My vocation is Grandparenting. That means doing what I can to leave options open for my children and grandchildren, and by extension all children and grandchildren. There are no moats that separate them. We, they, are all in this world together.
One aspect of my obligation to them is to be an activist shareowner on societal, environmental and governance issues in the companies that I am invested in.
Over the years I have filed a number of shareowner resolutions as an individual with ExxonMobil. And I have also filed on behalf of the Jessie Smith Noyes Foundation in the 1990s and the Needmor Fund and the Christopher Reynolds Foundation since 2000, with Intel on changing their environmental, health and safety policy, with Pfizer on say-on-pay and on transparency of political contributions, and with Chevron and ExxonMobil on the financial risks of climate change. I also vote all of my proxies, and all of the foundation's proxies. My personal portfolio is small, and the foundations' are also relatively small, now with endowments of between $25 and $50 million. I think these activities have made a difference in various ways. As the old saying goes, if you think you are too small to make a difference you have never been in bed with a mosquito.
Have you had conversations with your clients about voting their proxies? And about what to do with those proxy statements that come wrapped in blue plastic, or more recently those 5- by 8-inch envelopes boldly marked "Proxy Vote" encouraging online voting?
It may well be an advisor's fiduciary duty to have the conversation on proxy voting advancing the best interest of her client. In addition, I suspect it would be a welcome service to many clients who are also parents and grandparents, and perhaps a competitive advantage for advisers who offer assistance.
On March 25, 2011 Dorothy Hinchcliff's blog reported on Harrington Investments' decision to divest from Chesapeake Energy Corp. because of a poor environmental record. Divesting is one way of letting a company know where you stand. Another is to vote proxies. A resolution filed in 2010 by CalSTers with Chesapeake asked for a sustainability report focusing on greenhouse gas emissions and plans to manage emissions. It received more than 30% of the vote--a very good response from shareowners. Chesapeake subsequently agreed to the request and will produce a report.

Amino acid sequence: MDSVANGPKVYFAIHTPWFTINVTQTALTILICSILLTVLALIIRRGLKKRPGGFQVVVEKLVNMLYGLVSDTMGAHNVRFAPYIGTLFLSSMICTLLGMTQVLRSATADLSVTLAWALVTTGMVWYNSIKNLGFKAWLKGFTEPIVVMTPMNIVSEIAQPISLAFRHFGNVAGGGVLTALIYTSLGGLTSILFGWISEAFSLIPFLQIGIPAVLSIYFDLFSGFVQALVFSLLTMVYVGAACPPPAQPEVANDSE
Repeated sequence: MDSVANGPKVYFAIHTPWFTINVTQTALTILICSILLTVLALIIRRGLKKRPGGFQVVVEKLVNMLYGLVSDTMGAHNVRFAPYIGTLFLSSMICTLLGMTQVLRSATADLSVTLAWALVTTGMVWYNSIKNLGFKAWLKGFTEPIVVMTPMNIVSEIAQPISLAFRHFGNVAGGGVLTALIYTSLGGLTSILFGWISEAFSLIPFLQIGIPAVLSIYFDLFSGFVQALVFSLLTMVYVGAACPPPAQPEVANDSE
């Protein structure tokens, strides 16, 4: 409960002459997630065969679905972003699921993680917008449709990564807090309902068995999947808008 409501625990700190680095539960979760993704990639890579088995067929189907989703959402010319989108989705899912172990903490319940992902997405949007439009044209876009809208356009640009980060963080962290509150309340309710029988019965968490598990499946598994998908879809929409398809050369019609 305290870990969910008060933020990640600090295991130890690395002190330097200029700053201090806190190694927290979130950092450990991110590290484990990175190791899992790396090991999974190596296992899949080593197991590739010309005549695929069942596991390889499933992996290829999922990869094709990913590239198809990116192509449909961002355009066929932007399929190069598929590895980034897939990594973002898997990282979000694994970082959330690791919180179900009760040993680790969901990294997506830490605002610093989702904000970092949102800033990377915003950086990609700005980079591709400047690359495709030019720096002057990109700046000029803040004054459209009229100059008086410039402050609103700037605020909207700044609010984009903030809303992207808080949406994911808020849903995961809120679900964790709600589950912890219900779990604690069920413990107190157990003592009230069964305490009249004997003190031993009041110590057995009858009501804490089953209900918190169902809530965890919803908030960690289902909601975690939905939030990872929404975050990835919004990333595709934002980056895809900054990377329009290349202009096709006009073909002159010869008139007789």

Did your clients vote on this?
In 2010 Harrington filed a resolution with Intel asking for a sustainability report. As a result, Intel amended their corporate governance charter to include corporate social responsibility and sustainability. In addition, the board requested an opinion from an outside lawyer who concluded that under Delaware Law this was part of Intel's fiduciary duty. This is a very important first.
Did your clients vote on this?
In 2010 there were 101 climate and energy-related resolutions filed with 88 companies in the U.S. and Canada. Dialog between the proponents and the companies led to agreements and 51 resolutions were withdrawn. Forty-two of the resolutions that went to a vote received 30% or more of the votes, which should get the attention of boards.
Did your clients vote on these resolutions?
My suspicion is that many of your clients would have voted on these societal and environmental resolutions, and on dealing with water availability and utilization, human rights issues, worker protections, genocide, equal opportunity, and many others, if they knew about them.
Similarly, they would have voted on corporate governance resolutions dealing with executive compensation, separation of the roles of chairman and chief executive officer, transparency around political contributions, annual election of boards, and others.
This year, for example, the Dodd-Frank Wall Street Reform and Consumer Protection Act calls for mandatory "say-on-pay" votes at all 2011 annual meetings. All shareowners will vote on two resolutions. The first is an advisory vote on the compensation package for key management. The second asks the shareowner to indicate how often the compensation package should be put to a vote. A very productive shareowner dialog between companies, institutional investors and governance specialists led by Tim Smith of Walden Asset Management and Peggy Foran, then of Pfizer, helped companies feel more comfortable with investor concerns regarding "say on pay" before the new rules were instituted.
Over the last 40 years shareowner activities, filing resolutions and voting, as well as engagement in dialogs, have made a difference. As a result many companies are now reaching out to and having dialogs with shareowners annually on a wide range of issues to mutual benefit.
The faith community has been instrumental throughout this period through the Interfaith Center on Corporate Responsibility. In the last decade or so, public pension funds have become involved, through groups like the Investor Network on Climate Risk, because they believe these issues affect shareowner value. More recently, foundations are becoming more interested through groups like More For Mission. And students are pushing colleges and universities to become involved through the Responsible Endowment Coalition. The combined assets of these institutions represent significant ownership of financial markets. Their engaging companies can have a significant impact on corporate America. The voices of family offices and individuals can and will make a difference.